# Vacuous truth

In mathematics and logic, a vacuous truth is a conditional or universal statement that is only true because the antecedent cannot be satisfied. For example, the statement "all cell phones in the room are turned off" will be true even if there are no cell phones in the room. In this case, the statement "all cell phones in the room are turned on" would also be vacuously true, as would the conjunction of the two: "all cell phones in the room are turned on and turned off". For that reason, it is sometimes said that a statement is vacuously true only because it does not really say anything.

More formally, a relatively well-defined usage refers to a conditional statement (or a universal conditional statement) with a false antecedent. One example of such a statement is "if London is in France, then the Eiffel Tower is in Bolivia". Such statements are considered vacuous truths, because the fact that the antecedent is false prevents using the statement to infer anything about the truth value of the consequent. In essence, they are true because a material conditional is defined to be true when the antecedent is false (regardless of whether the conclusion is true or false).

In pure mathematics, vacuously true statements are not generally of interest by themselves, but they frequently arise as the base case of proofs by mathematical induction. This notion has relevance in pure mathematics, as well as in any other field that uses classical logic.

Outside of mathematics, statements which can be characterized informally as vacuously true can be misleading. Such statements make reasonable assertions about qualified objects which do not actually exist. For example, a child might tell their parent "I ate every vegetable on my plate", when there were no vegetables on the child's plate to begin with. In addition, vacuous truth is often used colloquially with absurd statements about the speaker, either to confidently assert something (e.g. "the dog was red, or I'm a monkey's uncle"), or to express doubt, sarcasm, disbelief, incredulity or indignation (e.g. "yes, and I'm the Queen of England").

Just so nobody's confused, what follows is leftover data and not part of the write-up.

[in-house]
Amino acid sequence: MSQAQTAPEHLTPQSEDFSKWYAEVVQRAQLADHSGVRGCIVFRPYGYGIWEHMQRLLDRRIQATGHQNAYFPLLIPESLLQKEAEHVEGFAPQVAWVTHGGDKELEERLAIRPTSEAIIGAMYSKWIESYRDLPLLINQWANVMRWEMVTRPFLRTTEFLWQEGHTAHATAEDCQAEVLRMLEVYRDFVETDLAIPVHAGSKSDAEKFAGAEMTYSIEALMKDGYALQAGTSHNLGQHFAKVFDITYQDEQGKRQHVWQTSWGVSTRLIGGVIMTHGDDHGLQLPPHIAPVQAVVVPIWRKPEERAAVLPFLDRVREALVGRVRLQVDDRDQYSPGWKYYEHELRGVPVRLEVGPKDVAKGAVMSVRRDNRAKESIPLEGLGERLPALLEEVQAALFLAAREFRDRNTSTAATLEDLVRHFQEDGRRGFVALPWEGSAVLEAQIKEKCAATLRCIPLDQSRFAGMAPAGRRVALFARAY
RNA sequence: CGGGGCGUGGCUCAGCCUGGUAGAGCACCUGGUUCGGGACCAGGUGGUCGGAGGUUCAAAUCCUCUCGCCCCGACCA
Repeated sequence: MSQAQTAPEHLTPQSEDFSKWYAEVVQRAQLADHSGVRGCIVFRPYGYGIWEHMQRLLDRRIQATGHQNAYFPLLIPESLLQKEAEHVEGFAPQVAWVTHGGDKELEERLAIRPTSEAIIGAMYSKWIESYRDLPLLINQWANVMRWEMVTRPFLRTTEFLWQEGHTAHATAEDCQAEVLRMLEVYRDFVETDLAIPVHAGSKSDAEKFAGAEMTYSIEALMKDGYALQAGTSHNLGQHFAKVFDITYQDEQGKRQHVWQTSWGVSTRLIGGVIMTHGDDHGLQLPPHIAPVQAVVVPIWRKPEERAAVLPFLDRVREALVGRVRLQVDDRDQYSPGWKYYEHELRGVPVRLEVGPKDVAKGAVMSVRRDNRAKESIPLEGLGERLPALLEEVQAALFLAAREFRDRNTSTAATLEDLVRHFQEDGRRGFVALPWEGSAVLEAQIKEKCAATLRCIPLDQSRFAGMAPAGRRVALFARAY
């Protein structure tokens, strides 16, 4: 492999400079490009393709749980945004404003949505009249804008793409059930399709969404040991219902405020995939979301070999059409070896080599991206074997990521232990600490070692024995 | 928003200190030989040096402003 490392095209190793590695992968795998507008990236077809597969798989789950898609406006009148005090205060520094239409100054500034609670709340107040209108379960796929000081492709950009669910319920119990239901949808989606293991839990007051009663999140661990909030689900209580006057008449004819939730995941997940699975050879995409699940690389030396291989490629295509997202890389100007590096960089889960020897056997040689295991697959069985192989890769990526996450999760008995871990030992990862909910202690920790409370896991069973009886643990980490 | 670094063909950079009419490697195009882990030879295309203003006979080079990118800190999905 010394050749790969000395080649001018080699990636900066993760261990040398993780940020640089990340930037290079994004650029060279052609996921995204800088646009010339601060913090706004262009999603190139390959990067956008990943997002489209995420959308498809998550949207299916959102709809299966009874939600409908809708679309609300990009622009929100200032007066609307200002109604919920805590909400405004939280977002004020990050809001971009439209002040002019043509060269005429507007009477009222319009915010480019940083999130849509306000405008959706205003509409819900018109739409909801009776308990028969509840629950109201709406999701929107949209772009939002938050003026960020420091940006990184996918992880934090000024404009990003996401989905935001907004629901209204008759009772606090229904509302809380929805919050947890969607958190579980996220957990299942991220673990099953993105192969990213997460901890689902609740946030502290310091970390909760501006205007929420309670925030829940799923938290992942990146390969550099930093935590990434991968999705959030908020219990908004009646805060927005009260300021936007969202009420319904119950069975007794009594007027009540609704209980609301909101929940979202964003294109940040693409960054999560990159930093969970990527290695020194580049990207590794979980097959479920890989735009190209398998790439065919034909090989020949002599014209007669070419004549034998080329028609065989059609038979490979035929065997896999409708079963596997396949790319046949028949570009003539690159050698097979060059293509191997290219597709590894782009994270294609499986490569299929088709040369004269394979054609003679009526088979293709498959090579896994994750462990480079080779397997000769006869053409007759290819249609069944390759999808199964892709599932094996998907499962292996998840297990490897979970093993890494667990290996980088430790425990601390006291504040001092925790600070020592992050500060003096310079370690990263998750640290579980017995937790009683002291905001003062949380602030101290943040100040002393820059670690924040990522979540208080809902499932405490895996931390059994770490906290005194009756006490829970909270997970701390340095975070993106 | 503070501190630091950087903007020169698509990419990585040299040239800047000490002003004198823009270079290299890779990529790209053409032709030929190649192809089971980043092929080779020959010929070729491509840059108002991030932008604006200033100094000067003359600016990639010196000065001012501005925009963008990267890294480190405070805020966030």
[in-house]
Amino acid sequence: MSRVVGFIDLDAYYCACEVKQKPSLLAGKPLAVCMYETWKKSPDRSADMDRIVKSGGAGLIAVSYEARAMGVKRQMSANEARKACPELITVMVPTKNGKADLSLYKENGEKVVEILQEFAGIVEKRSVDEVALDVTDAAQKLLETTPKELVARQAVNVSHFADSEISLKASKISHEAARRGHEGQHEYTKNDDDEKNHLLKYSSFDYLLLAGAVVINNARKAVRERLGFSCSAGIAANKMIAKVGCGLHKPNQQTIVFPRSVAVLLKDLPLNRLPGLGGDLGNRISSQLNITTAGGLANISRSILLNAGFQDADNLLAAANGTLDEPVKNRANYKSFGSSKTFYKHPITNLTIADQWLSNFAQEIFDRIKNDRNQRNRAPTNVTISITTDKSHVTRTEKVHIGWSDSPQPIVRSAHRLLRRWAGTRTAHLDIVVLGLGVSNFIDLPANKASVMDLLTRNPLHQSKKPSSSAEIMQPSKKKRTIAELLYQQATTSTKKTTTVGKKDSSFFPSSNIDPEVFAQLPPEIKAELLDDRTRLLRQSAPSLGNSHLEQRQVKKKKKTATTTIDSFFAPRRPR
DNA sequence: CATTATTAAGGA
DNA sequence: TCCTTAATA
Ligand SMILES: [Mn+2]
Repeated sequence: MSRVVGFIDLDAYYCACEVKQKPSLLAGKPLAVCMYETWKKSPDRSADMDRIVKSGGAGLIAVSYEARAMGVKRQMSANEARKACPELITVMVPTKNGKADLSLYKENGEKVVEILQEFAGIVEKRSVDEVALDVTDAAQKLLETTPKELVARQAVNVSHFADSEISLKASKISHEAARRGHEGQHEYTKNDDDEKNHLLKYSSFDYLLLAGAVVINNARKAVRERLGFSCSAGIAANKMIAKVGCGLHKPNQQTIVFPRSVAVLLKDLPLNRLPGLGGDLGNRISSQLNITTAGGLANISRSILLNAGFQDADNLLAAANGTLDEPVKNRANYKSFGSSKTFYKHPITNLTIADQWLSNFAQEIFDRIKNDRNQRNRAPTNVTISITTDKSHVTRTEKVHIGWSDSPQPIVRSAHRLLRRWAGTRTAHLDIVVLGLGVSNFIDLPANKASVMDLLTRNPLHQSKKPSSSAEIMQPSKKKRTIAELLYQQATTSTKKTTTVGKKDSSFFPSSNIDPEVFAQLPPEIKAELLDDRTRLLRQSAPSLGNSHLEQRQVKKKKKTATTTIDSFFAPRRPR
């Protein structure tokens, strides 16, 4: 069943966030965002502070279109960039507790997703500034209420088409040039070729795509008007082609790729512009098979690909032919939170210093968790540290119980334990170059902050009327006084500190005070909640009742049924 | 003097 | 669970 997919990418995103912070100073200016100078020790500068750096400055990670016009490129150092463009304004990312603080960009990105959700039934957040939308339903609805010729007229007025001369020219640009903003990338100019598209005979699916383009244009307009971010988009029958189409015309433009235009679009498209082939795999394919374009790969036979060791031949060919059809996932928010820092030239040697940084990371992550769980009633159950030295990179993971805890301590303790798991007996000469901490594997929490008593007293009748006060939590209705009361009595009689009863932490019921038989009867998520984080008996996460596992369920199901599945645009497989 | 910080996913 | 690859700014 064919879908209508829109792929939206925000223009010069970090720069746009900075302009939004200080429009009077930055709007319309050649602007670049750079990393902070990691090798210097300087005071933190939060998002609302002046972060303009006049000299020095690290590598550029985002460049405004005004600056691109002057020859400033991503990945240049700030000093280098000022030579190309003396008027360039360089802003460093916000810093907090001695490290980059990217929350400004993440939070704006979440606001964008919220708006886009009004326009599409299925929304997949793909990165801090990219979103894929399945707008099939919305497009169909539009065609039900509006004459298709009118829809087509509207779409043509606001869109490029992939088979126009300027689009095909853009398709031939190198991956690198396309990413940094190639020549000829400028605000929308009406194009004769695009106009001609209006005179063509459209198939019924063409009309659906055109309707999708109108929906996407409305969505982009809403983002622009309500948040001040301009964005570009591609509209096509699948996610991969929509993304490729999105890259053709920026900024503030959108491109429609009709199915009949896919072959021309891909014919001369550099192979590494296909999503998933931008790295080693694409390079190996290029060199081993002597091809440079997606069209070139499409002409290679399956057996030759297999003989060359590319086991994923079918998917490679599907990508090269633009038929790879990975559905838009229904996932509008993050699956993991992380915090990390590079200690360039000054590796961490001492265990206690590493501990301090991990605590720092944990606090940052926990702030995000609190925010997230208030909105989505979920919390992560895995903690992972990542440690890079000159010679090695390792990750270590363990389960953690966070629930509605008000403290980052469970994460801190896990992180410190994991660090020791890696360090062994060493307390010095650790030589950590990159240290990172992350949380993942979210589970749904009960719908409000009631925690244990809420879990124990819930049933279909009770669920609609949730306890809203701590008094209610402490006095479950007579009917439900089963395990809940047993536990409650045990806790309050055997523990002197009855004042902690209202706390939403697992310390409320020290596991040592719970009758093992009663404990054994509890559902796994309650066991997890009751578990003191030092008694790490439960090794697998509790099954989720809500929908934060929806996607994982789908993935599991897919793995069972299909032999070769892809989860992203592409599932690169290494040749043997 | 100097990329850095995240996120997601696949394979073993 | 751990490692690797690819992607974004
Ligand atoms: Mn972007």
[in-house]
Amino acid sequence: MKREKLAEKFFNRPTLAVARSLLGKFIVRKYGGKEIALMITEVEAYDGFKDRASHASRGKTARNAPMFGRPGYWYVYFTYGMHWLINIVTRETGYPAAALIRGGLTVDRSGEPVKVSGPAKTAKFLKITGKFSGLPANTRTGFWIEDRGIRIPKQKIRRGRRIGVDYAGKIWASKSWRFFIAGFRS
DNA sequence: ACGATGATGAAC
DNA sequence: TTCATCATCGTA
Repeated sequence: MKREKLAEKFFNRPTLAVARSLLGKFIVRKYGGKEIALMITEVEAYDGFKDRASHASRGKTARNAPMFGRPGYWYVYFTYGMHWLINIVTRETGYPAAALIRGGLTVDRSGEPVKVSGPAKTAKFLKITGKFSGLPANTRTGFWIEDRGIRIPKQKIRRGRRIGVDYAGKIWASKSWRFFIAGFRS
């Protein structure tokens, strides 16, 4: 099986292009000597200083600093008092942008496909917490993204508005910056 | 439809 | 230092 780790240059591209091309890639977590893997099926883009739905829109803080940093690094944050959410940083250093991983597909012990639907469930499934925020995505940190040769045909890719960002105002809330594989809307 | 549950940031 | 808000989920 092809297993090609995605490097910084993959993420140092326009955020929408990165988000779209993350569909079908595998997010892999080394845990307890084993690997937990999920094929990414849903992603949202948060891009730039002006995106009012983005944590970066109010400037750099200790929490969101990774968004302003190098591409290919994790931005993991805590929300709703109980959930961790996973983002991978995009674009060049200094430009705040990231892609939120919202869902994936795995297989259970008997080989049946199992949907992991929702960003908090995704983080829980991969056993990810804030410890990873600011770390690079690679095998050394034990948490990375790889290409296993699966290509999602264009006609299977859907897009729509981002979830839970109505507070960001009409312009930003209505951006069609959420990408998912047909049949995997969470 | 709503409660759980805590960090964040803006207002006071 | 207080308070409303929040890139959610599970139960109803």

## Scope of the concept

A statement $S$  is "vacuously true", if it resembles the statement $P\Rightarrow Q$ , where $P$  is known to be false.

Statements that can be reduced (with suitable transformations) to this basic form include the following universally quantified statements:

• $\forall x:P(x)\Rightarrow Q(x)$ , where it is the case that $\forall x:\neg P(x)$ .
• $\forall x\in A:Q(x)$ , where the set $A$  is empty.
• $\forall \xi :Q(\xi )$ , where the symbol $\xi$  is restricted to a type that has no representatives.

Vacuous truth most commonly appears in classical logic with two truth values. However, vacuous truth can also appear in, for example, intuitionistic logic, in the same situations as given above. Indeed, if $P$  is false, then $P\Rightarrow Q$  will yield vacuous truth in any logic that uses the material conditional; if $P$  is a necessary falsehood, then it will also yield vacuous truth under the strict conditional.

Other non-classical logics, such as relevance logic, may attempt to avoid vacuous truths, by using alternative conditionals (such as the case of the counterfactual conditional).

## Examples

These examples, one from mathematics and one from natural language, illustrate the concept:

• "For any integer x, if x > 5 then x > 3." – This statement is true non-vacuously (since some integers are indeed greater than 5), but some of its implications are only vacuously true: for example, when x is the integer 2, the statement implies the vacuous truth that "if 2 > 5 then 2 > 3".
• "All my children are cats" is a vacuous truth, when spoken by someone without children. Similarly, "None of my children are cats" would also be a vacuous truth, when spoken by the same person.